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Ten Commandments of Courtesy For Kids (and Adults)

Posted By Smockity Frocks On October 2, 2012 @ 10:23 pm In Parenting | 15 Comments

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Our family loves to have guests, and we hardly ever turn down an invitation when we are invited guests at the home of friends. Because of that, I frequently have the opportunity to remind my children of a few key elements in being courteous to guests and hosts.

Here are Smockity’s Ten Commandments of Courtesy for Kids (and Adults):

1. Greet others when you see them for the first time each day.

Responding to “Good morning”, “Hi!”, or any other greeting in a pleasant tone of voice is courteous. Entering a room and seeing someone for the first time that day and not greeting them or ignoring their greeting is rude.

I explain to my children that the person they neglect to greet after obviously seeing them could think they are mad, snobby, rude, or lazy. Saying, “Hi!” cheerfully, eliminates any misunderstanding.

I also remind them that being shy or tired is no excuse for not greeting someone.

2. Do not make unfavorable comments about food you are served.

Unfavorable comments include, but are not limited to:

  • “WHAT is this stuff???”
  • “This smells funny.”
  • “It looks yucky.”
  • “Why did you make this again?”
  • “I don’t like this.”
  • “This doesn’t taste good.”

You don’t have to like the food, just keep that to yourself!

3. Look at the person who is talking to you.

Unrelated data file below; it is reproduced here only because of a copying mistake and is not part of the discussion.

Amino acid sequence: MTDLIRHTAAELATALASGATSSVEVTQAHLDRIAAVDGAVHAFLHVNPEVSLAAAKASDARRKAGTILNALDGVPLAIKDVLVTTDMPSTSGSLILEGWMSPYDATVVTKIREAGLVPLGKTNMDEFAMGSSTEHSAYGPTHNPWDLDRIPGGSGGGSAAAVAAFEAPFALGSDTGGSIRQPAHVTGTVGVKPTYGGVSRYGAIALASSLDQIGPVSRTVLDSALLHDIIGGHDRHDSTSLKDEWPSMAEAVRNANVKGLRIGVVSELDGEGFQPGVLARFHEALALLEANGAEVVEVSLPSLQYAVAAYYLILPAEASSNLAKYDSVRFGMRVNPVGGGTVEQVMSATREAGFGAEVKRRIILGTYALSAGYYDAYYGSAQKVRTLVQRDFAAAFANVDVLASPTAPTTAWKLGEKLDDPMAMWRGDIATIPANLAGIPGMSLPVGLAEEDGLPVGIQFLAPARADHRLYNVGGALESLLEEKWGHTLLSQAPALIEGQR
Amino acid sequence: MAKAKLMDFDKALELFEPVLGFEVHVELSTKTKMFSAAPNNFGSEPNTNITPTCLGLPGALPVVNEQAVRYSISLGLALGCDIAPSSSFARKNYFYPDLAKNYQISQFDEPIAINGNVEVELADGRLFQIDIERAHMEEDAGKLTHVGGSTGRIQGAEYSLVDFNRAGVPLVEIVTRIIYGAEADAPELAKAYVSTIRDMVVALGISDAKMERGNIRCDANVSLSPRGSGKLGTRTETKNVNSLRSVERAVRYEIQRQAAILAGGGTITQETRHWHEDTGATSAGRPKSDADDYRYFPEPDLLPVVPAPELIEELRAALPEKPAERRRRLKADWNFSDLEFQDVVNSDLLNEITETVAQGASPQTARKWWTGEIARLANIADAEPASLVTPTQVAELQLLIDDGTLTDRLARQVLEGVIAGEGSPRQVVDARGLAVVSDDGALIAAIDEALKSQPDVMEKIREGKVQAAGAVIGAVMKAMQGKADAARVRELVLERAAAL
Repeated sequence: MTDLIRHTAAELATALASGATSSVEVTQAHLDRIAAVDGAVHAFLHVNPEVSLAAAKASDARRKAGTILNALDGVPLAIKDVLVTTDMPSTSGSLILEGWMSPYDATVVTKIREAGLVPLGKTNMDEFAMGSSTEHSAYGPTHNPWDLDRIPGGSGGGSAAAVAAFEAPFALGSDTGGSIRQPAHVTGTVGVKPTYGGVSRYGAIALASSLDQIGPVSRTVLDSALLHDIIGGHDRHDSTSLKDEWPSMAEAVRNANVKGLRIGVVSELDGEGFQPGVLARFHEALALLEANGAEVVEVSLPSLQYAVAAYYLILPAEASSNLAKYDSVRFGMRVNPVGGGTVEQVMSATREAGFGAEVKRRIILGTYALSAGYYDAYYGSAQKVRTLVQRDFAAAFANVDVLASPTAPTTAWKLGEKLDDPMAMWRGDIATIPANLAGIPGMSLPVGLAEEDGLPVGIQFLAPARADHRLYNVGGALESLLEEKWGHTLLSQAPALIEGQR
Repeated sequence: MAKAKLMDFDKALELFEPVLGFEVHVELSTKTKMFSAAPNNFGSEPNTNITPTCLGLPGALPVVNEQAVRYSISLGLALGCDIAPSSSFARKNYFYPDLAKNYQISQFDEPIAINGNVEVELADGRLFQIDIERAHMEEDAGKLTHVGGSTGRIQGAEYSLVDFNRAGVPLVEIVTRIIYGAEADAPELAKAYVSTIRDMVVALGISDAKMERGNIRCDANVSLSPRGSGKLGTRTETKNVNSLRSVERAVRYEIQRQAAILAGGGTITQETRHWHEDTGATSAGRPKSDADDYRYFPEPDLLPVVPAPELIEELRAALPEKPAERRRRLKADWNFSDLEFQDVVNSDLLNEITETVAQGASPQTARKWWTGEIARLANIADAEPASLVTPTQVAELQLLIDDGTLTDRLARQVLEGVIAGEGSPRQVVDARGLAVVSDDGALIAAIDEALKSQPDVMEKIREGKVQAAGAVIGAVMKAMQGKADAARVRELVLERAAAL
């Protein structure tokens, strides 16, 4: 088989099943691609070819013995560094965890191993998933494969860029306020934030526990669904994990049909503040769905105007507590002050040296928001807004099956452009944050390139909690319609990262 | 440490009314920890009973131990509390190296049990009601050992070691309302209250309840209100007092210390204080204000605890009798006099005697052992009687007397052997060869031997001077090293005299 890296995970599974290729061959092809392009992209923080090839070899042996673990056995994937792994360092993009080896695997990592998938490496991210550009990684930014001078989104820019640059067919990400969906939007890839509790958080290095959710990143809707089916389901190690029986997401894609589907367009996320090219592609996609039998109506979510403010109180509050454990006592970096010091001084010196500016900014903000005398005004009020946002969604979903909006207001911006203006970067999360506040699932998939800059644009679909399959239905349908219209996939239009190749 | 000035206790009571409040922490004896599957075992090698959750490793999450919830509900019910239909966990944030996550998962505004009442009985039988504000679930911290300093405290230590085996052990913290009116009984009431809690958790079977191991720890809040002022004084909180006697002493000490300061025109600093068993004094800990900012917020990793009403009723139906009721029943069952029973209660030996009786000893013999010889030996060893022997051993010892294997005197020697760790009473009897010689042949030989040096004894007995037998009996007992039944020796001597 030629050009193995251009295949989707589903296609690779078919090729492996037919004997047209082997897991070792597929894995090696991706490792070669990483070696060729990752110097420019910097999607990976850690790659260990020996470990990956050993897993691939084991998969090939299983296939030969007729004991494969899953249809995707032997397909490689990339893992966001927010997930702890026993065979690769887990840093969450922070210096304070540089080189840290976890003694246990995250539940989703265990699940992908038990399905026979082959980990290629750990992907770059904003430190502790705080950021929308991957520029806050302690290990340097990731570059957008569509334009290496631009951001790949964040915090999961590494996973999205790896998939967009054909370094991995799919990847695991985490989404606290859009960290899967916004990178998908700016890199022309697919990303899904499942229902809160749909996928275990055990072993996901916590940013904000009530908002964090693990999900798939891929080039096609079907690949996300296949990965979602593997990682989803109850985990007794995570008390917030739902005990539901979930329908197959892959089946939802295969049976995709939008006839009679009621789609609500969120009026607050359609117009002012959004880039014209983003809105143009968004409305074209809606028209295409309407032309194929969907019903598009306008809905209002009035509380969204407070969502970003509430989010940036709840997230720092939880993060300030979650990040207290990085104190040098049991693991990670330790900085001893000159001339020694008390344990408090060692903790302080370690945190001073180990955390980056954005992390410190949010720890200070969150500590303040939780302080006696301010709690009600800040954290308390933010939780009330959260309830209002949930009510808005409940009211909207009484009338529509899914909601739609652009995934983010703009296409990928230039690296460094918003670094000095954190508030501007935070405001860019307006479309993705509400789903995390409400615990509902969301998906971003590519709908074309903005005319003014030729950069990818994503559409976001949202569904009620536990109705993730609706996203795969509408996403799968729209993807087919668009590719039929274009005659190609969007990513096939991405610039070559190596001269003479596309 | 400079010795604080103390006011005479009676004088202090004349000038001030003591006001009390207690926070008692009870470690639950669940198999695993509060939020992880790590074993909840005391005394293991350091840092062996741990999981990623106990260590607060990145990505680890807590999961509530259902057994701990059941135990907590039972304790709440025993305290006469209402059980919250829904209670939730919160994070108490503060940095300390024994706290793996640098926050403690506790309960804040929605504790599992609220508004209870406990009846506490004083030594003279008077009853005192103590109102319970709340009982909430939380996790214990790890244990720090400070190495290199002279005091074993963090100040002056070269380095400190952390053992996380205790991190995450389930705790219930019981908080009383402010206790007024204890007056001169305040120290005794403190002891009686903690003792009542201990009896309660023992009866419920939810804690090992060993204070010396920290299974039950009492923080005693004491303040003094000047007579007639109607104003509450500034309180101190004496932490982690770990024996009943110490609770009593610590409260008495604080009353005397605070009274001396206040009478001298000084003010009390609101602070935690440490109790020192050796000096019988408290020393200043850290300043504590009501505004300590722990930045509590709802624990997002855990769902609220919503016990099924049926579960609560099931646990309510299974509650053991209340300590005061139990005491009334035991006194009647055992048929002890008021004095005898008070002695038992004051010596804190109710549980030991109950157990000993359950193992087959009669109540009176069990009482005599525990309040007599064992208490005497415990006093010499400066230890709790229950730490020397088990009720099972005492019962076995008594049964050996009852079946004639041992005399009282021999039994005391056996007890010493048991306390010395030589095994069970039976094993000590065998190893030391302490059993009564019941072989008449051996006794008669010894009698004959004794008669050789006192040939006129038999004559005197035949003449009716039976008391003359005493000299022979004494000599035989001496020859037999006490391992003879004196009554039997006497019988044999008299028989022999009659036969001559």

Avoiding eye contact can make the person talking to you feel like you wish you were somewhere else. Look at the speaker’s face and respond to their comments or questions pleasantly. Smiling and using complete sentences communicate that you are glad to be talking to them.

Looking around while they are talking makes you seem disinterested in what they are saying and is rude.

4. When in a group, try to face everyone.

Don’t turn your back on part of the group. This will make them feel excluded.

5. Don’t whisper in someone’s ear or hold your hand up to block others from seeing what you say to someone.

This communicates that only certain people are special enough to hear your message. It can also be thought that since you don’t want everyone to hear, that you may be saying something unflattering about one of the others.

6. If you see someone is being left out of the conversation or activity, try to include them.

It is nice to try to make everyone in a group feel at ease, if possible. If one person is being left out, try to make a point of asking them a question to get them involved in the conversation.

If the discussion is about Biology, ask them what science they are studying this year or whether they like science or history better.

If one person gets left out of a game of Apples to Apples, offer to let them sit by you and be your “consultant”.

7. Thank the person who invited you or served you.

Whether you are a guest in someone’s home, or you were invited to go with a group to see a movie, be sure to thank the person who invited you. Let them know you appreciate them thinking of you.

If you were served food or drink, be sure to thank the hostess for her efforts.

8. Do not begin eating until everyone has been served.

It is rude to start chowing down before others have their food. At home or a restaurant, we remind everyone to wait until all are served and the prayer of thanks is said to God before anyone begins eating.

9. Do not leave the table until others are through eating and you are excused.

We expect our children to stay seated at the table after they finish eating, as long as we are there eating and/or talking. If a little one tells us she is finished, we tell her to stay seated and listen to the talk until excused from the table.

10. Help with clean up.

Take your plate to the sink and ask the hostess if there is anything she would like help with. If everyone has left the table or the party, gathering trash or dishes can be a big help.

These are the things we talk with our children often about concerning courtesy and what behaviors are considered rude. What would you add to this list?


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